Strait of Georgia
This 200 km long strait separates mainland southern British Columbia from Vancouver Island. From its start in the Gulf Islands in the south to its northernmost point, Cape Mudge on Quadra Island, the Strait of Georgia contains several clusters of smaller islands.
In 1791, Spanish naval officers called it the Gran Canal de Nuestra SeƱor del Rosario la Marinera, but in 1792, British Captain George Vancouver named it the Gulph of Georgia in honour of King George III, which was particularly jingoistic given strained relations between the Spanish and British, which would play out further in a meeting between Captains Quadra and Vancouver in Friendly Cove the same year.1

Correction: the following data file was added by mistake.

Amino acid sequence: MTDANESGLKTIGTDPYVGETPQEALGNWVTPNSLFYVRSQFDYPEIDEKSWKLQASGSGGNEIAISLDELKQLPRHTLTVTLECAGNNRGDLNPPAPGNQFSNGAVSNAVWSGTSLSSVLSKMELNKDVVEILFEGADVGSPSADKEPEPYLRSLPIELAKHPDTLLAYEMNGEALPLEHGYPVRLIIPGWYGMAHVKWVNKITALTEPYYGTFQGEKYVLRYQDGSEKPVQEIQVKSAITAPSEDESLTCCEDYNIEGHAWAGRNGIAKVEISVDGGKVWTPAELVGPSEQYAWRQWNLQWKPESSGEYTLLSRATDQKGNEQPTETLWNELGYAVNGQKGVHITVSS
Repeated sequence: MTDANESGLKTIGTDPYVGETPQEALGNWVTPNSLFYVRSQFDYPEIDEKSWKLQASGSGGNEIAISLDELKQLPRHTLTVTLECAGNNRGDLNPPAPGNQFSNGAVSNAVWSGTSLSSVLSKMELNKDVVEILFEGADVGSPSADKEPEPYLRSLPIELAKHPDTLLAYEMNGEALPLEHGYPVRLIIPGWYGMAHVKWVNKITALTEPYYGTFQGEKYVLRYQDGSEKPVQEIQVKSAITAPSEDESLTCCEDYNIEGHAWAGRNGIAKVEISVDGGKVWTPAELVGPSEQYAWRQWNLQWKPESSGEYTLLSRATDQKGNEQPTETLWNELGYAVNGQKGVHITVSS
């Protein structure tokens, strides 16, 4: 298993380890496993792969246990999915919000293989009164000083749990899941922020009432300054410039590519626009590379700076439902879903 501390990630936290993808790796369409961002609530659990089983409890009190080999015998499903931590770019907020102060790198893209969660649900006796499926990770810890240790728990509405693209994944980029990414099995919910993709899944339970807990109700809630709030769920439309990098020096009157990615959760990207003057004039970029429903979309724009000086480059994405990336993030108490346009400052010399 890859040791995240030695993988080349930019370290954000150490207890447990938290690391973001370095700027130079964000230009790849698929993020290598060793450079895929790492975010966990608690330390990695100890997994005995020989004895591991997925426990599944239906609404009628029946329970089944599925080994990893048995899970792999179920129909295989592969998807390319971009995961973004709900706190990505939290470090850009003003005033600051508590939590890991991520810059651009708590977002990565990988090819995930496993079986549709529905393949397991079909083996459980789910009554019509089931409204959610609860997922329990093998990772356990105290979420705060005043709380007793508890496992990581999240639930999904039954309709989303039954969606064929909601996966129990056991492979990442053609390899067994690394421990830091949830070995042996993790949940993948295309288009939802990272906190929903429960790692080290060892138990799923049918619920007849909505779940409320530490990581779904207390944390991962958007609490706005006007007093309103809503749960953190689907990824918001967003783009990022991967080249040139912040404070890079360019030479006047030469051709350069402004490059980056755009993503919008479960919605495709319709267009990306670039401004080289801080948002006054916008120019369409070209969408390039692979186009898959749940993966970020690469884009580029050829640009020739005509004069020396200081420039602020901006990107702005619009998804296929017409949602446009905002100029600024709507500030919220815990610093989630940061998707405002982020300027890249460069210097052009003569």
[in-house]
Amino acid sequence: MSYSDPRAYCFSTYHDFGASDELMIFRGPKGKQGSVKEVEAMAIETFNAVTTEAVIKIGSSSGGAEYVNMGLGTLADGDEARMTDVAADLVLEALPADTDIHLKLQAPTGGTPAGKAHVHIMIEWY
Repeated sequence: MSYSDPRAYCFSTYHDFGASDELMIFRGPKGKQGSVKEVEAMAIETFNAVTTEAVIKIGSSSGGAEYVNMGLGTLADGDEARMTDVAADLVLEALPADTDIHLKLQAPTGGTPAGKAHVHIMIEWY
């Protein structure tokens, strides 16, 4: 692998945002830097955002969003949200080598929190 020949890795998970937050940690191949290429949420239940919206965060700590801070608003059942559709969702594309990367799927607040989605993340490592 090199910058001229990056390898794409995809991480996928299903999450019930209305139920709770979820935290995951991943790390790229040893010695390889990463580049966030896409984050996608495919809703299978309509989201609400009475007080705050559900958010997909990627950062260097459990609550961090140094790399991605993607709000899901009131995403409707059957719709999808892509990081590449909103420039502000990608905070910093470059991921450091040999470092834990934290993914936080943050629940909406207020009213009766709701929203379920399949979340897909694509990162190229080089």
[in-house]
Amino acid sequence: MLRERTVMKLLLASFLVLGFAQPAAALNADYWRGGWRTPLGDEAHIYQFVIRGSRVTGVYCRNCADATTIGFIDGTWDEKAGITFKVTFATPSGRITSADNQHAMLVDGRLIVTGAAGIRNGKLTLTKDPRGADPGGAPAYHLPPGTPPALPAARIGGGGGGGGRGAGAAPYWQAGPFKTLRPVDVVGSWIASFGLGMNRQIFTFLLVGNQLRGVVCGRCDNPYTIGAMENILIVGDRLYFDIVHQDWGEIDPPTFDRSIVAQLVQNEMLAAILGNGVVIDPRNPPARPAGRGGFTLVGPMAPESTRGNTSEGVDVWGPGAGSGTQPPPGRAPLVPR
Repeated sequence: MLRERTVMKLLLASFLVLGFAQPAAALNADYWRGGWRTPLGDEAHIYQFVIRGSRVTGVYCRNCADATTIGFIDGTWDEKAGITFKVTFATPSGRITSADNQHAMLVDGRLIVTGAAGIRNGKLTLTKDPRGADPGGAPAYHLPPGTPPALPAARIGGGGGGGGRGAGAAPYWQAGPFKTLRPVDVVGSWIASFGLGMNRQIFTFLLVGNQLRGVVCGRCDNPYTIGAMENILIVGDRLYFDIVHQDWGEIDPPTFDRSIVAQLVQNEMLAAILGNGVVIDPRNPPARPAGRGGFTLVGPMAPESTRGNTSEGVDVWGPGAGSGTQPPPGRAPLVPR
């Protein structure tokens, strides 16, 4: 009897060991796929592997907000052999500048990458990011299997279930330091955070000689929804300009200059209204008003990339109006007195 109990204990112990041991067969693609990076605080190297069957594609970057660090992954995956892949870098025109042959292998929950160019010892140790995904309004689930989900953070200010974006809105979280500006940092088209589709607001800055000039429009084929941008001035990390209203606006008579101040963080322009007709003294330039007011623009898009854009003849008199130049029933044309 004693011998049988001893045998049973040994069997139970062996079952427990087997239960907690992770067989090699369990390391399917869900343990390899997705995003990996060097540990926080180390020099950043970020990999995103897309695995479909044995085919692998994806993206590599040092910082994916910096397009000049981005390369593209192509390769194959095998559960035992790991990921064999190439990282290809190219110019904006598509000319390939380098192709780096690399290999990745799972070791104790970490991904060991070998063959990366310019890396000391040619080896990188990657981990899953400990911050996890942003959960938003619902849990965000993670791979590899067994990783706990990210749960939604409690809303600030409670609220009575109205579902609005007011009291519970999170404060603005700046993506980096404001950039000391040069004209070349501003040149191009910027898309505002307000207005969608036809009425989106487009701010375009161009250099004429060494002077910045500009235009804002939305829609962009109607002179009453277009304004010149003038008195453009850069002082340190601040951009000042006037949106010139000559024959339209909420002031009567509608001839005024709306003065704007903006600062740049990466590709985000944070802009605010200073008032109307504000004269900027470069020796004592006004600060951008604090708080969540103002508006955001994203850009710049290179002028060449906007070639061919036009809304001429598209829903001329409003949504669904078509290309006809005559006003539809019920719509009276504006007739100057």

By 1858 its name changed officially to the Strait of Georgia, and now it is part of the Salish Sea, along with the Puget Sound and Juan de Fuca Strait.2
  • 1. Andrew Scott, The Encyclopedia of Raincoast Place Names (Madeira Park, BC: Harbour Publishing, 2009), 218.
  • 2. Ibid.
Mentions of this place in the documents
The Colonial Despatches Team. Strait of Georgia. The Colonial Despatches of Vancouver Island and British Columbia 1846-1871, Edition 2.2, ed. The Colonial Despatches Team. Victoria, B.C.: University of Victoria. https://bcgenesis.uvic.ca/strait_of_georgia.html.

Last modified: 2020-12-02 13:40:34 -0800 (Wed, 02 Dec 2020) (SVN revision: 5008)